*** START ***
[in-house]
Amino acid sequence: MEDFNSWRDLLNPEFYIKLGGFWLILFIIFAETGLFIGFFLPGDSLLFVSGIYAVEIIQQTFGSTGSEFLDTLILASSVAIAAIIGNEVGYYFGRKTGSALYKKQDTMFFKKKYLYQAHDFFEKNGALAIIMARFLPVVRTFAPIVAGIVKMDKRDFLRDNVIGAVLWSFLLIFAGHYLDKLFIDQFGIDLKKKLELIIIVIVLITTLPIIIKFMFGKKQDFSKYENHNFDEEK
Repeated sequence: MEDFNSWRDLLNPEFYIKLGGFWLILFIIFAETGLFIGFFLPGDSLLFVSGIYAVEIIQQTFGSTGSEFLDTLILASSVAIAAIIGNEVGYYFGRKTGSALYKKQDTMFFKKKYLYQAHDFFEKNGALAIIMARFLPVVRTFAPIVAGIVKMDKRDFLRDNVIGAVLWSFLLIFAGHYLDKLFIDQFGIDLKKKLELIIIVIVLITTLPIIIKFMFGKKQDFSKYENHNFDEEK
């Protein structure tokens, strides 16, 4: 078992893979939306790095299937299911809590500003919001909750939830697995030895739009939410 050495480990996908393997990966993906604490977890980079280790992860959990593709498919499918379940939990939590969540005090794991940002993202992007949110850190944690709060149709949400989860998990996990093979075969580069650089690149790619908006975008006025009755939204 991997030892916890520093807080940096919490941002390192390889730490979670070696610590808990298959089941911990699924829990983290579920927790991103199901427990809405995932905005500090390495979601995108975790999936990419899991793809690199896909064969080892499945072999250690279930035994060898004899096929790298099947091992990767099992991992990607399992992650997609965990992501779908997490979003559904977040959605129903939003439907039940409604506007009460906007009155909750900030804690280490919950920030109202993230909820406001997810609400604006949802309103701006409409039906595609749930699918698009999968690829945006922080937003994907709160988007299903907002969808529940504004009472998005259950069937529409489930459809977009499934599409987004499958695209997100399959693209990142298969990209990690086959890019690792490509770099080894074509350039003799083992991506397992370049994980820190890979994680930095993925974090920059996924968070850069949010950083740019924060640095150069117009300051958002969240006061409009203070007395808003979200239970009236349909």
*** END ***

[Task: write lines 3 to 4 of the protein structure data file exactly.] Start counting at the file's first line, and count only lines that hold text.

Repeated sequence: MEDFNSWRDLLNPEFYIKLGGFWLILFIIFAETGLFIGFFLPGDSLLFVSGIYAVEIIQQTFGSTGSEFLDTLILASSVAIAAIIGNEVGYYFGRKTGSALYKKQDTMFFKKKYLYQAHDFFEKNGALAIIMARFLPVVRTFAPIVAGIVKMDKRDFLRDNVIGAVLWSFLLIFAGHYLDKLFIDQFGIDLKKKLELIIIVIVLITTLPIIIKFMFGKKQDFSKYENHNFDEEK
């Protein structure tokens, strides 16, 4: 078992893979939306790095299937299911809590500003919001909750939830697995030895739009939410 050495480990996908393997990966993906604490977890980079280790992860959990593709498919499918379940939990939590969540005090794991940002993202992007949110850190944690709060149709949400989860998990996990093979075969580069650089690149790619908006975008006025009755939204 991997030892916890520093807080940096919490941002390192390889730490979670070696610590808990298959089941911990699924829990983290579920927790991103199901427990809405995932905005500090390495979601995108975790999936990419899991793809690199896909064969080892499945072999250690279930035994060898004899096929790298099947091992990767099992991992990607399992992650997609965990992501779908997490979003559904977040959605129903939003439907039940409604506007009460906007009155909750900030804690280490919950920030109202993230909820406001997810609400604006949802309103701006409409039906595609749930699918698009999968690829945006922080937003994907709160988007299903907002969808529940504004009472998005259950069937529409489930459809977009499934599409987004499958695209997100399959693209990142298969990209990690086959890019690792490509770099080894074509350039003799083992991506397992370049994980820190890979994680930095993925974090920059996924968070850069949010950083740019924060640095150069117009300051958002969240006061409009203070007395808003979200239970009236349909």